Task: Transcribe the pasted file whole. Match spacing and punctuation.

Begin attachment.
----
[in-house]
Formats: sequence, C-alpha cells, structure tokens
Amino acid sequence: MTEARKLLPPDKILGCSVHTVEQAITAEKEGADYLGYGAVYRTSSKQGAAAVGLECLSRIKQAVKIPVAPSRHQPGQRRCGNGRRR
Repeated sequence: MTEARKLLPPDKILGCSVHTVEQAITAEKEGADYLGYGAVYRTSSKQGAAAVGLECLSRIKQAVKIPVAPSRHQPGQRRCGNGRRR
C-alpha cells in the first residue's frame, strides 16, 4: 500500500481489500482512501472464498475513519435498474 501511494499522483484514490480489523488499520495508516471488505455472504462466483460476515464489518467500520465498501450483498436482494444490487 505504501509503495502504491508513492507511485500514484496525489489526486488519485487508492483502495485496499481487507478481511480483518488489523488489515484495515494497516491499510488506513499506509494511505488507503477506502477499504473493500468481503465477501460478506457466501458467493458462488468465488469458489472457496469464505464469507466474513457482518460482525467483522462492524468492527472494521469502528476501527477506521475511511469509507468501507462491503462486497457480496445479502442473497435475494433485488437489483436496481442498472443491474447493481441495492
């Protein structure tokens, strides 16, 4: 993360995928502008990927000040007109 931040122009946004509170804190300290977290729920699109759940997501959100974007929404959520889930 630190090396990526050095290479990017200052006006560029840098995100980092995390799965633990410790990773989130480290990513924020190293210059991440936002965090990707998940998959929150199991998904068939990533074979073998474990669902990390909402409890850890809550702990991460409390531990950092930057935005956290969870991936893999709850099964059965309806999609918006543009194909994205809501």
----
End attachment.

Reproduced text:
[in-house]
Formats: sequence, C-alpha cells, structure tokens
Amino acid sequence: MTEARKLLPPDKILGCSVHTVEQAITAEKEGADYLGYGAVYRTSSKQGAAAVGLECLSRIKQAVKIPVAPSRHQPGQRRCGNGRRR
Repeated sequence: MTEARKLLPPDKILGCSVHTVEQAITAEKEGADYLGYGAVYRTSSKQGAAAVGLECLSRIKQAVKIPVAPSRHQPGQRRCGNGRRR
C-alpha cells in the first residue's frame, strides 16, 4: 500500500481489500482512501472464498475513519435498474 501511494499522483484514490480489523488499520495508516471488505455472504462466483460476515464489518467500520465498501450483498436482494444490487 505504501509503495502504491508513492507511485500514484496525489489526486488519485487508492483502495485496499481487507478481511480483518488489523488489515484495515494497516491499510488506513499506509494511505488507503477506502477499504473493500468481503465477501460478506457466501458467493458462488468465488469458489472457496469464505464469507466474513457482518460482525467483522462492524468492527472494521469502528476501527477506521475511511469509507468501507462491503462486497457480496445479502442473497435475494433485488437489483436496481442498472443491474447493481441495492
């Protein structure tokens, strides 16, 4: 993360995928502008990927000040007109 931040122009946004509170804190300290977290729920699109759940997501959100974007929404959520889930 630190090396990526050095290479990017200052006006560029840098995100980092995390799965633990410790990773989130480290990513924020190293210059991440936002965090990707998940998959929150199991998904068939990533074979073998474990669902990390909402409890850890809550702990991460409390531990950092930057935005956290969870991936893999709850099964059965309806999609918006543009194909994205809501």